Chanukah: a winter reevaluation period
Religion, December 2010
|Rabbi David Burstein|
By Rabbi David Burstein, Temple Beth Or
The days are getting darker, the nights longer and we search for light. Our search leads us to gather as a community around the flames of tradition.
This month we will gather as Jews to celebrate the flames of Chanukah. We will light the chanukiah, say the prayers, sing the songs, eat latkes, and share the gift of family time.
As the darkness of winter keeps us inside physically, it is a wonderful time of the year for us to move inside ourselves spiritually.
Chanukah means “rededication” and symbolizes the rededication of the Temple by the Maccabees and their armies.
Our secular calendar uses Jan. 1 as the day to reevaluate our lives. I would posit that Chanukah is our winter reevaluation period.
We are given eight days to illuminate the dark corners of our homes. Eight candles to bring warmth to the coldness and distance that has grown during the year in our families. Eight opportunities to enlighten ourselves and set up the rest of the winter and year.
Each winter the Men’s Circle at Temple Beth Or goes on a winter retreat. We travel to Hocking Hills and join together to spend Shabbat. This allows us to come together as men and explore our spirituality and masculinity in a safe environment.
Each night we light a fire and gather to talk, to pray, and to be with each other. This year, we will look at the book by Wayne Muller called How Then, Shall We Live? This book looks at the four fundamental questions for living a fuller life. They are:
• Who am I ? — What is my essential nature?
• What do I love? — What or who fulfills our lives?
• How shall I live, knowing I will die? — Recognizing that each moment in life is precious.
• What is my gift to the family of earth? — How do we uncover our own true gift?
These questions are important to engage with as Jewish men and women.
Chanukah is often associated with the giving and receiving of material gifts. This is a later tradition established almost in direct relation to American Christmas.
But the true miracle of the Chanukah season is the opportunity for rededication. And the opportunity to ask ourselves the important questions.
Who am I ?
Judah and the Maccabees felt so passionately about their Judaism that they were willing to put their lives on the line. They realized that in a world of secularism there is an inherent need for faith and tradition.
To them, the Temple represented the central role Jewish identity plays in one’s life. By rededicating the Temple through struggle, they were able to declare proudly their Judaism.
Who are you as a Jew in our secular world today? How do you actively search out ways of expressing Judaism? And how can you rededicate yourself to the Jewish path?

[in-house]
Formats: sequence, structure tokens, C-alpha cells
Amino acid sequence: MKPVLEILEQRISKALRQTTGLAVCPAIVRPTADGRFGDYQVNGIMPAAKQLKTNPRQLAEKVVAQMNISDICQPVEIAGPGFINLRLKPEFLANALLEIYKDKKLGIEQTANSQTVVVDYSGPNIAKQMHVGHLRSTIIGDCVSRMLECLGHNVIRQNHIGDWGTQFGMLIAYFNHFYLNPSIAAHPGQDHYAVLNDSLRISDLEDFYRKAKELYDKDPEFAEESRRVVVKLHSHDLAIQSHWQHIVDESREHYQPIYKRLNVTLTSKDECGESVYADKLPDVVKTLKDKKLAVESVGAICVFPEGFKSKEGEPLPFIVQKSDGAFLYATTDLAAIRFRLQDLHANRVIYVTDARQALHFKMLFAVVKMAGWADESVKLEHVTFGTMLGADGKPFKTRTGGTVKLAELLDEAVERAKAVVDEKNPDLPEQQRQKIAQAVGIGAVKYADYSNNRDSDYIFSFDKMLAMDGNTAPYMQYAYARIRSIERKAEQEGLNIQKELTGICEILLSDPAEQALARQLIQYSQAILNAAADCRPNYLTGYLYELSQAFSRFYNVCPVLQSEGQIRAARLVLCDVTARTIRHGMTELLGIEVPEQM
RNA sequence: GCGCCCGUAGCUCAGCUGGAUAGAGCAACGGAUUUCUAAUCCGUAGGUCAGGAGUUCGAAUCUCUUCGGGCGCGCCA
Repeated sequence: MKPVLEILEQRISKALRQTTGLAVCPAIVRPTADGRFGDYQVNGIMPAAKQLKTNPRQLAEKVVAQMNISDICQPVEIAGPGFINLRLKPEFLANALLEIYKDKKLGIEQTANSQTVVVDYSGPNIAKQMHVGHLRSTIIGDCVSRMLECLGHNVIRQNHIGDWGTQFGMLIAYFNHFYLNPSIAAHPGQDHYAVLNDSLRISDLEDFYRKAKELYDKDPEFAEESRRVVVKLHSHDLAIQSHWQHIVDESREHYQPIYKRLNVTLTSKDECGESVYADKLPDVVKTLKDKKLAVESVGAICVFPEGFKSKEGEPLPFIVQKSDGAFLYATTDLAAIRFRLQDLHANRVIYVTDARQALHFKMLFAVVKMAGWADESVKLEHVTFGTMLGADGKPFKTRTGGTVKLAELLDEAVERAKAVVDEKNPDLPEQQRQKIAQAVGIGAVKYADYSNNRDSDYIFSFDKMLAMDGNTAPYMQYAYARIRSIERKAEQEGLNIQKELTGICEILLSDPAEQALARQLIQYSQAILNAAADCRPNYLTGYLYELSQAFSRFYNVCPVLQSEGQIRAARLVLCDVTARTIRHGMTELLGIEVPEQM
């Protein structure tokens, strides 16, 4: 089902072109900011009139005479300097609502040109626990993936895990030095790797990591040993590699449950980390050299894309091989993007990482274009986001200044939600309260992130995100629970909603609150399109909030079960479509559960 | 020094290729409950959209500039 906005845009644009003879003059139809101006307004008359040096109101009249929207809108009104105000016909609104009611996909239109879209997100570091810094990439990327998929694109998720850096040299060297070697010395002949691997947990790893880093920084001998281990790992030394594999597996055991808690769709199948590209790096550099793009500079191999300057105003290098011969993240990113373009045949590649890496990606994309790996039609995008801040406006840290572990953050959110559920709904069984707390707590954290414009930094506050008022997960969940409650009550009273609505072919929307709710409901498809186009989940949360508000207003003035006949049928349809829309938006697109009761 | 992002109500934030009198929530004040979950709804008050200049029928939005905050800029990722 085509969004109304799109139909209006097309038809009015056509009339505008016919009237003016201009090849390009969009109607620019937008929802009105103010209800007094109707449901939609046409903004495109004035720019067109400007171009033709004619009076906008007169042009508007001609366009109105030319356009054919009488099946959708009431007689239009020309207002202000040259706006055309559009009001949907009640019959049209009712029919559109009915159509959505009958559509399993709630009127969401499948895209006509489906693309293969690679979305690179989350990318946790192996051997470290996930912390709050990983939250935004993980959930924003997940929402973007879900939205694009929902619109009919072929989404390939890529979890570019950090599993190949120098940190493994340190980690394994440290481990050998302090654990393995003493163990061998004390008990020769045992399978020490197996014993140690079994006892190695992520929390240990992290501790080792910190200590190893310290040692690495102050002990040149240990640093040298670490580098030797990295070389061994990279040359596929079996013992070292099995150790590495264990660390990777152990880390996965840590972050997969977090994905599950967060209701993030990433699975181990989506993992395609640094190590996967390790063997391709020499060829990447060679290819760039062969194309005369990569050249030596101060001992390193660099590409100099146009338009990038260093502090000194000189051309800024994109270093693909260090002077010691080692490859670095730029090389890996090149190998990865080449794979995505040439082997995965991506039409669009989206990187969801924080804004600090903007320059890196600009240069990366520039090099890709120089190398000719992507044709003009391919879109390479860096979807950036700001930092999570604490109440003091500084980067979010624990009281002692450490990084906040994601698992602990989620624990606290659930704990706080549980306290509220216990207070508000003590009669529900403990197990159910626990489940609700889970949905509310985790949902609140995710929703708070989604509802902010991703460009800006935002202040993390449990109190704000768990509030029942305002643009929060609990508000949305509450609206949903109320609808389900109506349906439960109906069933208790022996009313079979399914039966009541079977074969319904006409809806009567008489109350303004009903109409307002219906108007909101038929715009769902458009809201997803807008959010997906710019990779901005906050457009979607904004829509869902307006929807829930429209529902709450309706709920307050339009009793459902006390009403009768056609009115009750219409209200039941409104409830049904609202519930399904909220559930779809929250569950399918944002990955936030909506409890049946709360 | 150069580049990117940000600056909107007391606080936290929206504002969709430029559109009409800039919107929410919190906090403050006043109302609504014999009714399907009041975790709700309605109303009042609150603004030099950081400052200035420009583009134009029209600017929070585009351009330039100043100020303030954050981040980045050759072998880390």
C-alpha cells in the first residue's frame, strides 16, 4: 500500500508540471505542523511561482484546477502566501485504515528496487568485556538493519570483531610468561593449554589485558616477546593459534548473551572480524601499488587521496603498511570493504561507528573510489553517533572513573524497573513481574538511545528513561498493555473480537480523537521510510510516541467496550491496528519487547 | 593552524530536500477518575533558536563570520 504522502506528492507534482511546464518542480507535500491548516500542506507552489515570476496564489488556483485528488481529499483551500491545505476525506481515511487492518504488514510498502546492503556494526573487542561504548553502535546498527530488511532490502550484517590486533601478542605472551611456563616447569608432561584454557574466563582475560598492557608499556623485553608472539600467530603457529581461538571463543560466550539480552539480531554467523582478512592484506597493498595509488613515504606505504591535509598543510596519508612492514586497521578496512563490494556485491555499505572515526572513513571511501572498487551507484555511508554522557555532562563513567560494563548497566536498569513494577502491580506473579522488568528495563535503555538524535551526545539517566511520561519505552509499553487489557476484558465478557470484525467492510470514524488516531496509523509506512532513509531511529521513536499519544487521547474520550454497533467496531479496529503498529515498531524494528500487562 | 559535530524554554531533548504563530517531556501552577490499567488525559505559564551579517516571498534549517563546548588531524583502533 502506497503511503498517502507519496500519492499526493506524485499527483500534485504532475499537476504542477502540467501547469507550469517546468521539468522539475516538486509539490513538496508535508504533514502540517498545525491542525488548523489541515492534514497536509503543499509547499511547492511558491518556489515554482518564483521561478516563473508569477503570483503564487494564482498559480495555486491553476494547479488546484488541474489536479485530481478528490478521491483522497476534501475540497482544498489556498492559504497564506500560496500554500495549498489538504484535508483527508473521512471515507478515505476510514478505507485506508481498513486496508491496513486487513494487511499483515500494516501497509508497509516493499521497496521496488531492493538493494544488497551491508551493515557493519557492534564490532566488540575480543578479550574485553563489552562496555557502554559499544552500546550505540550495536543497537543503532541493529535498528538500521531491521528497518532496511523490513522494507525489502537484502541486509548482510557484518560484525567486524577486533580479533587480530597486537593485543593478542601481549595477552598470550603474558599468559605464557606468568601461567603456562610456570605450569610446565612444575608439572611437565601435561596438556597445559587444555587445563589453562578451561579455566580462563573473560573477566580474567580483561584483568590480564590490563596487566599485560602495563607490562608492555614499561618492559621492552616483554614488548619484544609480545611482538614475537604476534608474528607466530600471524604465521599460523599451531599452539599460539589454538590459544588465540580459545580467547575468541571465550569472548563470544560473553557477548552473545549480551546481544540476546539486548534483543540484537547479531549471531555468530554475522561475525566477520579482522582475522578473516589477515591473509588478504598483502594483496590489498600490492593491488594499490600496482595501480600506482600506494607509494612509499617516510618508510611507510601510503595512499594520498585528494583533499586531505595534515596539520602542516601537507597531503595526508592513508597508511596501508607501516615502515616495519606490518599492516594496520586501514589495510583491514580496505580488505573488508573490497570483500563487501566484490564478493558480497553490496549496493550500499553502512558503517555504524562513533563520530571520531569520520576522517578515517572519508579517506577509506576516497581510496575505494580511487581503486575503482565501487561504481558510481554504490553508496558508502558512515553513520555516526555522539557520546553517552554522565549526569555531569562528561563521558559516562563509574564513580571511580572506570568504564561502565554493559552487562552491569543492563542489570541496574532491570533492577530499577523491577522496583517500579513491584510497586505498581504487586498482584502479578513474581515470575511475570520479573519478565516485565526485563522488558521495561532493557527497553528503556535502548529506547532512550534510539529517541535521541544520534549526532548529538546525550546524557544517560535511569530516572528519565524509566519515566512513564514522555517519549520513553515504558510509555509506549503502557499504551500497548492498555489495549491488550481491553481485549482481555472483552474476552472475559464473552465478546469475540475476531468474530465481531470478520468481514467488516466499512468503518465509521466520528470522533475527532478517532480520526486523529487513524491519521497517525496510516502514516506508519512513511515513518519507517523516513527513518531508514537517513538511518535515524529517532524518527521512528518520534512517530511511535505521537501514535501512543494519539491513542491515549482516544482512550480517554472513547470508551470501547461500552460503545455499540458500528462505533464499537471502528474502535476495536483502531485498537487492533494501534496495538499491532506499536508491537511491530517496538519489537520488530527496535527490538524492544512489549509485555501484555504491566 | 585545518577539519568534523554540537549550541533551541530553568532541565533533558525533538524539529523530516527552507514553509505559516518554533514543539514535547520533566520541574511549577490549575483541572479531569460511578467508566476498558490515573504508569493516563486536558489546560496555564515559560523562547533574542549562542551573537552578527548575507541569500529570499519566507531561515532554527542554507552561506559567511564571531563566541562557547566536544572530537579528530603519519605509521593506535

What do I love?
Chanukah is an opportunity to reconnect to family. A chanukiah should be shared. Who do you want around your table? Reach out and connect especially with those distanced from us by misunderstanding or anger.
Offer the hand of peace, for we need to live with love to keep the candles burning long past the eight days of the initial miracle. It is how we love on the other 357 days that is the true miracle.
How shall I live, knowing I will die?
The soldiers of the Hasmoneans entered battle with the knowledge that this could be their last day. This focus led to the treasuring of each and every breath. A soldier knows that each moment is to be cherished, each moment appreciated for the simple act of living another day. We might not be soldiers but we face our own mortality on a daily basis. Each moment could be our last.
As Jews we recognize that as difficult as our impending demise may sometimes feel, it also can liberate us to truly live. By living each day as if it could be our last, we relate to each life experience passionately, powerfully, and memorably.
We live each day as a gift, one deserving our full gratitude.
What is my gift to the family of earth?
Chanukah is a time of giving. Long before eight nights of gifts, Chanukah was a story of sacrifice. A group of Jews willing to give their lives for their religion. The gift of complete sacrifice for a cause.
But the true gift we can give on Chanukah is the opportunity, the potential, to appreciate others and be appreciated by them for eight days in the darkest of days. The opportunity to light candles and gather as a community, as a family, when we need the warmth of each other the most. Chanukah may be a minor holiday. However, how we choose to honor it can be a major moment in our year.
This season, gather together with those important to you. This year, give gifts of time and care and presence not presents.
Rededicate yourselves to what is good in your lives and vow to face your challenges with honesty and integrity. May your holiday be one of insight and internal exploration. And may the light of your candles be a comforting warmth kindled by self reflection, commitment to love and to living, and the gift of your presence.